The most tame and well-known members of the flycatcher clan are the phoebes. Eastern phoebes often choose to nest on or near human buildings, and so the lucky occupants are treated to frequent performances by these active foragers, watching them sally forth from a favored perch to snatch an insect out of the air and return in a flash.
Eastern Phoebes are distinctive in behavior but unremarkable in plumage. Males and females are both dark grey above and off-white below. Many birds show a faint wash of grey on either side of the breast. Phoebes are not large (about 7”), but their relatively long tails stand out while the birds are perched. Their bills are black and slender, quite unlike the seed-crushing bills of a finch or junco.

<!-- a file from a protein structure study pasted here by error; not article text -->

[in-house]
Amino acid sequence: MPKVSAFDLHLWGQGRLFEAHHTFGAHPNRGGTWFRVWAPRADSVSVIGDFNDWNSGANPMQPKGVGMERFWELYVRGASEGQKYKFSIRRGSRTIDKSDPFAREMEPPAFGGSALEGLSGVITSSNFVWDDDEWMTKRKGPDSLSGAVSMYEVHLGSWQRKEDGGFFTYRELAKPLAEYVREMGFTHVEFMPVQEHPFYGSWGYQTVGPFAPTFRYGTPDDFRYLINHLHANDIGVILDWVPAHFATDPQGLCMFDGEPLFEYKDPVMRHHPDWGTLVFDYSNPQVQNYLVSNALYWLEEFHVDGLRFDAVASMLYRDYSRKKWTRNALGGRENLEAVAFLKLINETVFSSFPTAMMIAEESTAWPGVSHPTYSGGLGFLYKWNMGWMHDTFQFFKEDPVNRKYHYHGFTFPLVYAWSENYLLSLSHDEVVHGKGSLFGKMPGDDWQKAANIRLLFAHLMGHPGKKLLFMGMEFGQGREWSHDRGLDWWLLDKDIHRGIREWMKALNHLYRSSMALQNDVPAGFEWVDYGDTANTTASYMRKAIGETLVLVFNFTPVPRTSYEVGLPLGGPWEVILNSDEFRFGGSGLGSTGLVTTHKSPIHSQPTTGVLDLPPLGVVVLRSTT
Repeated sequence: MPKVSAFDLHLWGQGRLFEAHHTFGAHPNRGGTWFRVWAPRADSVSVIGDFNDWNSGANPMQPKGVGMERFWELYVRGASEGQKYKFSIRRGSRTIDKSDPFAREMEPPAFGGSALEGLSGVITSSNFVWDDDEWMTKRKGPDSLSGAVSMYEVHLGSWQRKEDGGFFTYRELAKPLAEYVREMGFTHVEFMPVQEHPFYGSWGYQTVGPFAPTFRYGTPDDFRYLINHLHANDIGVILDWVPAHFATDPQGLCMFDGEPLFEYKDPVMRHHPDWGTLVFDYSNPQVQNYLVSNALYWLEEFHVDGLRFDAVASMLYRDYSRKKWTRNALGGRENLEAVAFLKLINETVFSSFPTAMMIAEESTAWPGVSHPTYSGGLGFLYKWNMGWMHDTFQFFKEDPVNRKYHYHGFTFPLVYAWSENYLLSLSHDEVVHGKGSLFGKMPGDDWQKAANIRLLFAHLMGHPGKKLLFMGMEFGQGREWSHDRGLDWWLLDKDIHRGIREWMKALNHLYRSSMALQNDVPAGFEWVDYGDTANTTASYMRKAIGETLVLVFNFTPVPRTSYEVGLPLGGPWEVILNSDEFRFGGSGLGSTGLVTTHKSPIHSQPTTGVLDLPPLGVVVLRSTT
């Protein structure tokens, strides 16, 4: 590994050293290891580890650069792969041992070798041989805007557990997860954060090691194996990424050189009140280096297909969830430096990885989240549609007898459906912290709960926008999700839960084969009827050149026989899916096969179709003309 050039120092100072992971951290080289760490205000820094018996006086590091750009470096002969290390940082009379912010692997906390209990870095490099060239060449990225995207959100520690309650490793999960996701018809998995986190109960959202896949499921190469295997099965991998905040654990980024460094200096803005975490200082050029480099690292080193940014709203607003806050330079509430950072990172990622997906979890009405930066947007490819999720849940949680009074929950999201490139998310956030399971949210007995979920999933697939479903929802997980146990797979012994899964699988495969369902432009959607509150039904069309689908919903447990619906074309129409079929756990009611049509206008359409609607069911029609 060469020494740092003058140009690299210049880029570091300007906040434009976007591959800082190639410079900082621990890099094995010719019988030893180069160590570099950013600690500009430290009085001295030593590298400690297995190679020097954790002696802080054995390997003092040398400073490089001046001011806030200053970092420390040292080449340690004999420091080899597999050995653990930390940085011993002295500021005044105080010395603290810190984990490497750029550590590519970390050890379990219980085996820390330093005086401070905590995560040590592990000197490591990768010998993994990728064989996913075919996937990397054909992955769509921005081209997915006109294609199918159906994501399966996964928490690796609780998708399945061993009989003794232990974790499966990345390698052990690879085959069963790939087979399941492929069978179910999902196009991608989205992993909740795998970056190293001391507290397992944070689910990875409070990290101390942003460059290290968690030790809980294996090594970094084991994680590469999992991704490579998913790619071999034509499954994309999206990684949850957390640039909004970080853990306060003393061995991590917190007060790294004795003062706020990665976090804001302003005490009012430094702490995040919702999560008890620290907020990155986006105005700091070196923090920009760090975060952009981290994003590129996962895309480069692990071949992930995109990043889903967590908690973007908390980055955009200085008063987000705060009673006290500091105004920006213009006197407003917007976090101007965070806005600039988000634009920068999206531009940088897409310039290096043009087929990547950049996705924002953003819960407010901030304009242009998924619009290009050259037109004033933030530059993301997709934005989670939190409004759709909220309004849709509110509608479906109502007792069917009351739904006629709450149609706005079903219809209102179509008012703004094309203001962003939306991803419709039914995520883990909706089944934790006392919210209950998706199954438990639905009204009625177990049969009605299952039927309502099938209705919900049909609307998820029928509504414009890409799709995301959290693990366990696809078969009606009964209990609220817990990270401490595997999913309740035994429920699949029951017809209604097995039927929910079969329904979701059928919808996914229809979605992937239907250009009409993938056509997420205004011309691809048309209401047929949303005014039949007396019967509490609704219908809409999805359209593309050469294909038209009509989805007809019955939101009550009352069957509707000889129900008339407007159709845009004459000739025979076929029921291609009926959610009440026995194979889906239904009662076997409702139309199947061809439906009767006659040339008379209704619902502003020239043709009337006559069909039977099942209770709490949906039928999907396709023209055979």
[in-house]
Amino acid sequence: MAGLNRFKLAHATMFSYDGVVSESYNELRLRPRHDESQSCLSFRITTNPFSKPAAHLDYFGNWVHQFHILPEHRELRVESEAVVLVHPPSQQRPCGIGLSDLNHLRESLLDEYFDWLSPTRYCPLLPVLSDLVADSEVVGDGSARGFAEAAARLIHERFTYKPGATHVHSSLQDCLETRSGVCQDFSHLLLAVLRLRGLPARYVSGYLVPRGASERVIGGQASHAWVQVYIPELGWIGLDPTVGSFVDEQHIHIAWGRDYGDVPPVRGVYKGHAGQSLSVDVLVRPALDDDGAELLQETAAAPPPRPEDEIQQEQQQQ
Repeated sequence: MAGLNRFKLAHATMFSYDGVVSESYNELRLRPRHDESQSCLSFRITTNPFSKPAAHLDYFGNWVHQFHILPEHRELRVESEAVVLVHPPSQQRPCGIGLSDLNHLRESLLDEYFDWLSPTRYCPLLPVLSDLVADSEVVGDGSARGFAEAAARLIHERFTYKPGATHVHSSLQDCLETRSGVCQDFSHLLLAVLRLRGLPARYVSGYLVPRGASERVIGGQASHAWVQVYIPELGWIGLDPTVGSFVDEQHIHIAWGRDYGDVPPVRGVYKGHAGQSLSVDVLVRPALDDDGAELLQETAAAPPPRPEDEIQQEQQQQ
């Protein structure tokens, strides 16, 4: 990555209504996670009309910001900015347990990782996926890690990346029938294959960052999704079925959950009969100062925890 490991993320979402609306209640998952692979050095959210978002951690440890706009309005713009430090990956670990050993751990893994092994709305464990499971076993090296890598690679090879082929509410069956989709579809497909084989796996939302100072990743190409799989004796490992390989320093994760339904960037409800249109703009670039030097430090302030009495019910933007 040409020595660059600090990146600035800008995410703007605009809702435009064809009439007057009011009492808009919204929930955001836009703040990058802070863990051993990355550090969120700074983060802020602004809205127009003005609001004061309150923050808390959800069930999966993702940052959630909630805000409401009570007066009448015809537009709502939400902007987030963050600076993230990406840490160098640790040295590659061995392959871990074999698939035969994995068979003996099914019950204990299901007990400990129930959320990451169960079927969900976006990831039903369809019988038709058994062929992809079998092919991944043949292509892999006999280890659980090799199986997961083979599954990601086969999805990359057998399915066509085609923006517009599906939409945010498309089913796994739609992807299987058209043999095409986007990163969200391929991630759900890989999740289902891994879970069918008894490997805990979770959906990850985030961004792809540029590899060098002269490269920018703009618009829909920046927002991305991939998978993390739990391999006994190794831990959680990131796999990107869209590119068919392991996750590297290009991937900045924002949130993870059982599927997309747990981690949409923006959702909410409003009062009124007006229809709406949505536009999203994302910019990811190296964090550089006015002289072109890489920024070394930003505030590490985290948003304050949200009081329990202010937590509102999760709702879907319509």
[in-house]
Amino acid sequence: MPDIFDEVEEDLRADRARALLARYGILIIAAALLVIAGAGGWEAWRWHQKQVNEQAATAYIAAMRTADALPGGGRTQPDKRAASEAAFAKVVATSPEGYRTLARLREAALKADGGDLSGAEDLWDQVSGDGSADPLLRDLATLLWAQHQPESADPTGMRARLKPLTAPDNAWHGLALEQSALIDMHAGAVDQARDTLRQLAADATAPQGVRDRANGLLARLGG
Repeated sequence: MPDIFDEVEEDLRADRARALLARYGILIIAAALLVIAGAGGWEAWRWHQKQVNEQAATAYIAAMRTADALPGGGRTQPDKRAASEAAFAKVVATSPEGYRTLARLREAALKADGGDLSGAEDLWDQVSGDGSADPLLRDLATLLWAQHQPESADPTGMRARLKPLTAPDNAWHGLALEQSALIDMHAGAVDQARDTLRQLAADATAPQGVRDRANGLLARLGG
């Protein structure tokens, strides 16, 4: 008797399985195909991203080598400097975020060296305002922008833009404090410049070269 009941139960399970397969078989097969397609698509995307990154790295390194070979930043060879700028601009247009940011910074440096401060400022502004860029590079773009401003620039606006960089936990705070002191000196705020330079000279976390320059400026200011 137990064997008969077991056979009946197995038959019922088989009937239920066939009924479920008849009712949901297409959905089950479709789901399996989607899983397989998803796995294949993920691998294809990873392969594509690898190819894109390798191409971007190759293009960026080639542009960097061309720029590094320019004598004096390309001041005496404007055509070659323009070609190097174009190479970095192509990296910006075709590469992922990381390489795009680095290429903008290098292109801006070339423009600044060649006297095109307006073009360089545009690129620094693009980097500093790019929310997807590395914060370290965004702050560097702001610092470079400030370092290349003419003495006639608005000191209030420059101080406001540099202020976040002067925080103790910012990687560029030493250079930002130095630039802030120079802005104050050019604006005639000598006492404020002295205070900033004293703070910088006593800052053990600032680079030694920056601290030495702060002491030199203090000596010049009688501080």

Eastern phoebes hunt flying insects by “sallying forth” in short flights from a favorite perch. This hunting strategy is easily recognized once seen; also recognizable is the phoebe’s habit of flicking its tail upward restlessly while perched. Phoebes will build their nests on window-ledges and above doorframes, so it’s not unusual to see them perched very near a house or shed. The phoebe’s song is a sneezy two-note whistle frree-bee!, or a four-note frree-brrrr-eedit!
Phoebes are stable or increasing as breeding birds in Massachusetts. They are seldom encountered during the winter, which they spend in the southeastern United States, but winter sightings are not unheard of. Learn more in our Breeding Bird Atlas 2